Today is the day that – every year – employers can begin to file applications for H-1B visas. Today is also the day that – every year – enough applications will be filed to exceed that cap; applications filed will likely more than double the 85,000 annual limit to H-1Bs issues each year, clearly proving this is an arbitrary number that is completely unresponsive to employer demand.
In a recent study by the Manufacturing Institute 66 percent of manufacturing executives said that when looking for engineers, researcher and scientists “finding candidates to enter the initial screening process” was by far the largest challenge they faced – more than “Offering compensation that appeals to qualified applicants” or “Making position requirements appeal to qualified talent.” Meaning that it is easier to create a positive work environment and provide a competitive salary, than it is to actually find someone to apply at all.Other findings:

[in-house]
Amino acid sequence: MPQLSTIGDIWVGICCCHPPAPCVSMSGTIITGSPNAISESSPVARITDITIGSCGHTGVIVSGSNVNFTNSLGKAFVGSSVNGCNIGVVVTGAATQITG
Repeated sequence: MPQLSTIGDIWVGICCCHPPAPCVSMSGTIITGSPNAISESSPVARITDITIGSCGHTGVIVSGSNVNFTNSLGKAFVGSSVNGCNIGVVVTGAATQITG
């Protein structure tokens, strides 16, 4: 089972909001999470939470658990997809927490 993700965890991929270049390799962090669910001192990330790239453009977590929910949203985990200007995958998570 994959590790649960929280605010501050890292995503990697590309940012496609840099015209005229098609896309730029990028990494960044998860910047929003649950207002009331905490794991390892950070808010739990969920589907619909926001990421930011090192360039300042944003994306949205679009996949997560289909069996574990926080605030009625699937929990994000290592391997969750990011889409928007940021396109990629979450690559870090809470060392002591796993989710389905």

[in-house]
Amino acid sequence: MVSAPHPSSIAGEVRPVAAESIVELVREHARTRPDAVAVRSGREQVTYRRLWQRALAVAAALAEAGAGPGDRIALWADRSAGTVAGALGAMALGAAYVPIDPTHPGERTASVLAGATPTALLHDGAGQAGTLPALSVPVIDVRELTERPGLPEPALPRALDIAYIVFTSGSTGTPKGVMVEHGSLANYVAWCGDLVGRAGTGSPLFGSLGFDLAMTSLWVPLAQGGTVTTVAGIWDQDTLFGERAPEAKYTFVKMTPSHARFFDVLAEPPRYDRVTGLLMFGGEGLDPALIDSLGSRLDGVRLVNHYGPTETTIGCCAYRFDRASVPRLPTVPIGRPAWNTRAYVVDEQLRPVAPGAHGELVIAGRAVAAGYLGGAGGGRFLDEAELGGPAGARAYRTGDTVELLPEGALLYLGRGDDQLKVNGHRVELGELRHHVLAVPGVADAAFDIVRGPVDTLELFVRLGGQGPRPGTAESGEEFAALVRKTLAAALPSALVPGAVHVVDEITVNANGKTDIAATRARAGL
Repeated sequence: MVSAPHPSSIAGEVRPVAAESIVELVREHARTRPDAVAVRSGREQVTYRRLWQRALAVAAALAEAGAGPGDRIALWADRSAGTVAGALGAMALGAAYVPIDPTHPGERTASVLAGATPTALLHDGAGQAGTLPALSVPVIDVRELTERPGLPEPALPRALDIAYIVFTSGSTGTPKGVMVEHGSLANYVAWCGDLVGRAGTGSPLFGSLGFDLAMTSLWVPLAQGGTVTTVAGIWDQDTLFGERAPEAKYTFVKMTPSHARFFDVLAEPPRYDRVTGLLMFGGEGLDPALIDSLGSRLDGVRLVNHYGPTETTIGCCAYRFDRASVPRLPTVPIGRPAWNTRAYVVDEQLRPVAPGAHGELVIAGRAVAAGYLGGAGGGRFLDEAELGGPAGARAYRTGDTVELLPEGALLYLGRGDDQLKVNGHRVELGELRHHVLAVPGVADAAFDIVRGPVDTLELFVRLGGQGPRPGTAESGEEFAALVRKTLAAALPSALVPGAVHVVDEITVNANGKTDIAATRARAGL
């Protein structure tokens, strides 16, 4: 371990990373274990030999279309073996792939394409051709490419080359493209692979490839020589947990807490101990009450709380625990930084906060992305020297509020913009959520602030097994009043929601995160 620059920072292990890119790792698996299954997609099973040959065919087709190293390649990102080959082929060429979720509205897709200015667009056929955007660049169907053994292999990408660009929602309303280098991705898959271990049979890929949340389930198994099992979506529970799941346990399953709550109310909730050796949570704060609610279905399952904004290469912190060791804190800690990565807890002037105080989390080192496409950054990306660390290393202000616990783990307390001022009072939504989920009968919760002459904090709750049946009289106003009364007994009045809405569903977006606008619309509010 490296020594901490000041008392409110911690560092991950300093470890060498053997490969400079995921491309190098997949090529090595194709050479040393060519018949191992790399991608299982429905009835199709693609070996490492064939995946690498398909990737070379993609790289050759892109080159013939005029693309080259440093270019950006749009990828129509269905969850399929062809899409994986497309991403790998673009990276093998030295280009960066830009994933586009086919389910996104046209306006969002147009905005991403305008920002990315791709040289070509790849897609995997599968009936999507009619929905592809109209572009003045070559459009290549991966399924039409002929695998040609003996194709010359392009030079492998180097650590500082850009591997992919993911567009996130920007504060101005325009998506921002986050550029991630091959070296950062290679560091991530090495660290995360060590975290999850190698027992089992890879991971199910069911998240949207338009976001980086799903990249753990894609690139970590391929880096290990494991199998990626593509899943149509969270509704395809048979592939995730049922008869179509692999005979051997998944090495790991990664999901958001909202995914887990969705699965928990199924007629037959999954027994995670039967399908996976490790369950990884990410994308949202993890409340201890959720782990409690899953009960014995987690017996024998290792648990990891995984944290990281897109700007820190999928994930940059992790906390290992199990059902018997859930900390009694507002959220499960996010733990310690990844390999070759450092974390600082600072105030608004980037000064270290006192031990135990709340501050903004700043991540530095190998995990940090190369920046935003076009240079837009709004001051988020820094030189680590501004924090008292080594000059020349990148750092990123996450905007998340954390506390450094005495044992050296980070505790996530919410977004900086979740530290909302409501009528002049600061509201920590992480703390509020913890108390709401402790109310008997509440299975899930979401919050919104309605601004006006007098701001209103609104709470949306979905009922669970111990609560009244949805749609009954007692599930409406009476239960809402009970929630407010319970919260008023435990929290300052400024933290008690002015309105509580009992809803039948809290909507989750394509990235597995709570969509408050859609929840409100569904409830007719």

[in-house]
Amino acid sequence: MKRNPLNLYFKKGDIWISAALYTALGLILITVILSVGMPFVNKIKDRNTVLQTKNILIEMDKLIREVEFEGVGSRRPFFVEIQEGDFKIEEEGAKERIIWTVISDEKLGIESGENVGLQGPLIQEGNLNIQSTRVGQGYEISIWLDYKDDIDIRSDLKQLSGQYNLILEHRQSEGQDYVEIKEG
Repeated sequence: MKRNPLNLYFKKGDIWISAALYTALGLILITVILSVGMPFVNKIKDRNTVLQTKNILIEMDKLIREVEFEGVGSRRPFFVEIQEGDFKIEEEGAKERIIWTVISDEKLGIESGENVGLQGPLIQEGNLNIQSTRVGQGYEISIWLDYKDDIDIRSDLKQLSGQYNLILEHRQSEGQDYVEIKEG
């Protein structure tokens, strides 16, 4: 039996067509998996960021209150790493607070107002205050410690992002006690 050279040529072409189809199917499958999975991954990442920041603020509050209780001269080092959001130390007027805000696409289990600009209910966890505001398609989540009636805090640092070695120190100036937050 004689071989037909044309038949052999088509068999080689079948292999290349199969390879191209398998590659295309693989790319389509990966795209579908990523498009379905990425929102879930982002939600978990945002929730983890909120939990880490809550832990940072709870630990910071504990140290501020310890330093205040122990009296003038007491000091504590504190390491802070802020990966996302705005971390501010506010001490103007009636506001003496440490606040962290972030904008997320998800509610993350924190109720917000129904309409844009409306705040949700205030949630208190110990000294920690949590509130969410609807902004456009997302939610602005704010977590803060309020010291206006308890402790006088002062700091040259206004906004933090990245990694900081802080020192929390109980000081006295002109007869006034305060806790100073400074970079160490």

FACT – 82 percent of manufacturers have a moderate to severe shortage of highly skilled applicants.
FACT – By 2020 the skills shortage in engineers will have increased by 15 percent.
FACT – By 2020 the skills shortage for researchers and scientists will have increased by 9 percent
Immigration is not the answer to the skills gap, but it can be a tool. We must focus public and private efforts on educating and training our domestic workforce at all skill levels. Manufacturers spend on average $1,500 per employee, per year on training, and yet the fact remains that there are just not enough people with the basic skills to fill the growing need for technical workers. Manufacturers need access to a skilled workforce and falsely limiting the amount of highly-skilled workers that employers can hire is limiting the productivity of American manufacturing.
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